Dec 2, 2022 - World

Biden's "made in America" push alienates allies

Presidents Macron and Biden today at the White House. Photo: Nathan Howard/Getty Images

French President Emmanuel Macron's state visit to Washington has been a showcase of warmth and unity except on one key issue: the Inflation Reduction Act (IRA), which Macron reportedly denounced to U.S. lawmakers on Wednesday as "super aggressive" toward European companies.

Why it matters: President Biden wants the U.S. to dominate production of electric cars, semiconductors and green technology, partly out of a desire to compete with China. But for some close U.S. allies, Biden's policies look like a more progressive form of "America First."

Driving the news: France and Germany are particularly concerned that the IRA's big tax breaks for parts used in electric vehicles and renewable energy products apply only if they're produced in North America.

  • French officials say that will further disadvantage European companies already contending with sky-high operating costs due to Europe's energy crunch, and disincentivize companies from basing their production in Europe.

What they're saying: In a press conference alongside Macron Thursday, Biden said those were "glitches" in the legislation that could be "ironed out." But that would require action from Congress, which looks unlikely.

  • Macron said it's now up to Europe to "synchronize" its approach with America's, an apparent endorsement of similar subsidies for European industry.
  • That idea is controversial. In an interview Thursday during his own visit to Washington, Stefano Sannino, secretary-general of the EU's foreign policy arm, told Axios it wouldn't be "rational" to end up in "a situation where the United States is subsidizing on one hand and the European Union is subsidizing on the other hand."
  • But the issue isn't going away. Brussels' top trade official has even floated a possible legal challenge to the IRA at the WTO.

While the backlash to the IRA has been growing in Europe since it passed in August, it was swift and severe in South Korea and, to a lesser extent, Japan.

  • Fears that companies like Hyundai that had made big bets on electric vehicles would suddenly become uncompetitive in a critical market were front-page news in Seoul. "It was almost a diplomatic crisis," a South Korean official who requested anonymity to speak candidly tells Axios. The U.S. seemed at first to underestimate the scale of the public anger in Korea, the official says.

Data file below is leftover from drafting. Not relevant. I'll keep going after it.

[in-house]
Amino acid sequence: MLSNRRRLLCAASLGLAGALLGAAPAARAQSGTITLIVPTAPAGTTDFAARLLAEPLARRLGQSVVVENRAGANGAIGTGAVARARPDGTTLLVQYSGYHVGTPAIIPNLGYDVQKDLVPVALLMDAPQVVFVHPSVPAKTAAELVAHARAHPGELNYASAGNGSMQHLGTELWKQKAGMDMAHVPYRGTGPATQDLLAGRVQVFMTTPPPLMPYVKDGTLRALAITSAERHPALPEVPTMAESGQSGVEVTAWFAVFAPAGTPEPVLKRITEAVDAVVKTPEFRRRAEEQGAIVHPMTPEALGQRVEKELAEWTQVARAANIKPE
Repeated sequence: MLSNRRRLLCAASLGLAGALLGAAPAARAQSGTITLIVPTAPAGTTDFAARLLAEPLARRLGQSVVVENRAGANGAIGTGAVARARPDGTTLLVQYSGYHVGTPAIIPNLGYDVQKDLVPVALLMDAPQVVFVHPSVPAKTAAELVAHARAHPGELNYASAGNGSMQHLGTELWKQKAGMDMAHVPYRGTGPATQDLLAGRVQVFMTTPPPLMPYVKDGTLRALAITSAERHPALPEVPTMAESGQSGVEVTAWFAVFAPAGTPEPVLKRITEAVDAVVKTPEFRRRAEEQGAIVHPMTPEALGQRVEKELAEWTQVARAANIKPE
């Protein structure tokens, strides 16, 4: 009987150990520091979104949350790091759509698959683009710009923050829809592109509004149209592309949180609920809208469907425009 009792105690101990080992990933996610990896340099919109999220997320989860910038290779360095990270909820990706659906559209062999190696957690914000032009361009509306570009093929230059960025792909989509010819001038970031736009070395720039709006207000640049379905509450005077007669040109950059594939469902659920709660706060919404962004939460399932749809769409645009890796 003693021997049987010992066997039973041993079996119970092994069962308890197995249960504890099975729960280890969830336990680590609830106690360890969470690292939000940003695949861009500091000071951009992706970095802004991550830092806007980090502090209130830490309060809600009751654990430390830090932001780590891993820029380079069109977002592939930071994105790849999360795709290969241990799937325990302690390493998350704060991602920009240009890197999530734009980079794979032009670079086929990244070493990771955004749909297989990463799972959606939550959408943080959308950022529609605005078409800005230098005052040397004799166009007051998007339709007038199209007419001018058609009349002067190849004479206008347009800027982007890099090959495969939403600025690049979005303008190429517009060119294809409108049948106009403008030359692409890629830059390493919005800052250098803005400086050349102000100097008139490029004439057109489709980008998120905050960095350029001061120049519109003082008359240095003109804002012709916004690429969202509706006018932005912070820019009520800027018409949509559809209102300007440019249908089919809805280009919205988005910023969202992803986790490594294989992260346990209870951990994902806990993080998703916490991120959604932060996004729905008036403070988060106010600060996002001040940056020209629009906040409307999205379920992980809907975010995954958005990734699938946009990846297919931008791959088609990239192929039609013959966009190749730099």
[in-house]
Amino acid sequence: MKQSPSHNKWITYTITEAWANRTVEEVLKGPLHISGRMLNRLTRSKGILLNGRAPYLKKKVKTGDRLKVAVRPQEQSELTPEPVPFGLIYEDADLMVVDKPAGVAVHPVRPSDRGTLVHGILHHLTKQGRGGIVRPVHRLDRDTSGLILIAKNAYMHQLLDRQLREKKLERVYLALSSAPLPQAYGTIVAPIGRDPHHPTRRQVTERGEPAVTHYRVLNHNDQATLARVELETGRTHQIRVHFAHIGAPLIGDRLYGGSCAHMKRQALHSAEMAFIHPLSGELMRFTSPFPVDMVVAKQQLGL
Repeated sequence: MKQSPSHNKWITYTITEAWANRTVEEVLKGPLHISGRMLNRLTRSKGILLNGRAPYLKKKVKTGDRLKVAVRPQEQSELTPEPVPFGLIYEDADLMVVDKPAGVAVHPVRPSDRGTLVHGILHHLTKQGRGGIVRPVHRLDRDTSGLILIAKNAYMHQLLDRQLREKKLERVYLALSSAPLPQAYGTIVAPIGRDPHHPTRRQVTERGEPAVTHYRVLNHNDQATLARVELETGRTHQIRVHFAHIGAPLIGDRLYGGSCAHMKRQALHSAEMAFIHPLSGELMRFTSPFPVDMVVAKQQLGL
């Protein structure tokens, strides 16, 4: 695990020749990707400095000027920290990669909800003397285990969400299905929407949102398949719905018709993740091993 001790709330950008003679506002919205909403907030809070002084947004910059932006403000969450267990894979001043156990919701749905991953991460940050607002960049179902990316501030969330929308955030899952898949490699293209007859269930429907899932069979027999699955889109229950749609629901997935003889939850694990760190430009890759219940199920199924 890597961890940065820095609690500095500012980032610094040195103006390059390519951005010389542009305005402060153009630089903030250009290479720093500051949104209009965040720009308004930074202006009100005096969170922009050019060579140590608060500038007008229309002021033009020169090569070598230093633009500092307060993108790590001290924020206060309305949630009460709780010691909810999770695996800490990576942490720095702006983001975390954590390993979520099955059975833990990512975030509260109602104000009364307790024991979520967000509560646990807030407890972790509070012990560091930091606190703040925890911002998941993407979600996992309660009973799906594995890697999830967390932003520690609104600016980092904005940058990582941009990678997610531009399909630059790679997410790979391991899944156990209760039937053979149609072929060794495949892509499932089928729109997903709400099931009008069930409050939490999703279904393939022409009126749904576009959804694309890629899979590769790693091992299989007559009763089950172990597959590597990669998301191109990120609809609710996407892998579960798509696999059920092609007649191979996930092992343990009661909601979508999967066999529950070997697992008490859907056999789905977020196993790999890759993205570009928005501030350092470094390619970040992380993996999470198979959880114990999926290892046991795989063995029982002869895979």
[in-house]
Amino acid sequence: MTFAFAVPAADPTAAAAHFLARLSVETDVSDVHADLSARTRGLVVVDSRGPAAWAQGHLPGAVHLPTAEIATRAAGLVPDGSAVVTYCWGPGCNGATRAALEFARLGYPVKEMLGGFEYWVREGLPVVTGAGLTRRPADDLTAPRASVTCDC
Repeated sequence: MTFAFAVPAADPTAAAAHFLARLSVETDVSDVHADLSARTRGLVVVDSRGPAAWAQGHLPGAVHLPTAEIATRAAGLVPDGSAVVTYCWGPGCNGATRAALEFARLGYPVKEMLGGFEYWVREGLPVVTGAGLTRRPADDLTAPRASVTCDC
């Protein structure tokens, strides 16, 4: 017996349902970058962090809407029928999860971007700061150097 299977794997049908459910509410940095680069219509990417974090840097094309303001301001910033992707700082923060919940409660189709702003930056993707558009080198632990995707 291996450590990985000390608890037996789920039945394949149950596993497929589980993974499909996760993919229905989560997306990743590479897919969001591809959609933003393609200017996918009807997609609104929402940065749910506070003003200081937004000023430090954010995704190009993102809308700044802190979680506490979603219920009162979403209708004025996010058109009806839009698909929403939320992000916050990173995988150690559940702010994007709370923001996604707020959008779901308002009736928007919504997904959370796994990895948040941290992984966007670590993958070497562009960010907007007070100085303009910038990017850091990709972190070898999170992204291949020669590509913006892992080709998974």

• U.S. and South Korean officials have discussed the issue continuously, including twice at the presidential level, but the odds of a legislative fix look slim, the official says.
  • Seoul is pushing for a more limited amendment to delay implementation until 2025, by which time Hyundai will have opened a plant in Georgia, but that path also looks "very difficult," the official says.

State of play: A French diplomat tells Axios the IRA is one issue among many to be discussed and has not cast a pall over Macron's visit.

  • Likewise, Sannino said it was a "very relevant" issue but couldn't get in the way of the "global agenda that we need to take care of."
  • A senior U.S. official briefed reporters that the White House was making the case to its allies that the legislation would not only accelerate the energy transition, but also "grow the pie" for their companies as well.

Yes, but: The Korean official says after the IRA, "there is a hesitation on our part — we cannot fully cooperate with everything they may request of us, on China for example."

  • For example, the official says the Biden administration's push for closer coordination between the U.S., Japan, South Korea and Taiwan on semiconductor production would be simpler if not for the IRA dispute.

Chips are another area where Biden's efforts to compete with China could lead to tensions with allies.

  • The U.S. recently imposed strict export restrictions on certain advanced chips and chip-making equipment.
  • Japanese and Dutch firms both manufacture tools needed to make advanced chips, but the U.S. has not come to an agreement with those countries on enforcement, and the Netherlands seems inclined to resist U.S. pressure.

What to watch: Biden doesn’t just want to ensure that the most advanced chips aren’t made in China, he wants them to be made in the U.S. Under the CHIPS Act, the U.S. will pump billions into semiconductor manufacturing and R&D.

  • The subsidies are available both to U.S. firms and to overseas companies with facilities in the U.S., such as the big South Korean and Taiwanese chipmakers.
  • This week, Biden visited a facility recently opened in Michigan by South Korea’s SK Siltron and boasted that "instead of relying on chips made overseas in places like China, the supply chain for those chips will be here in America.”

Between the lines: While officials in South Korea and Taiwan haven’t raised concerns over Biden’s individual policies, “I think there is a concern that the U.S. push to play a bigger role in the chip industry globally will come at the expense of someone else,” says Miller.

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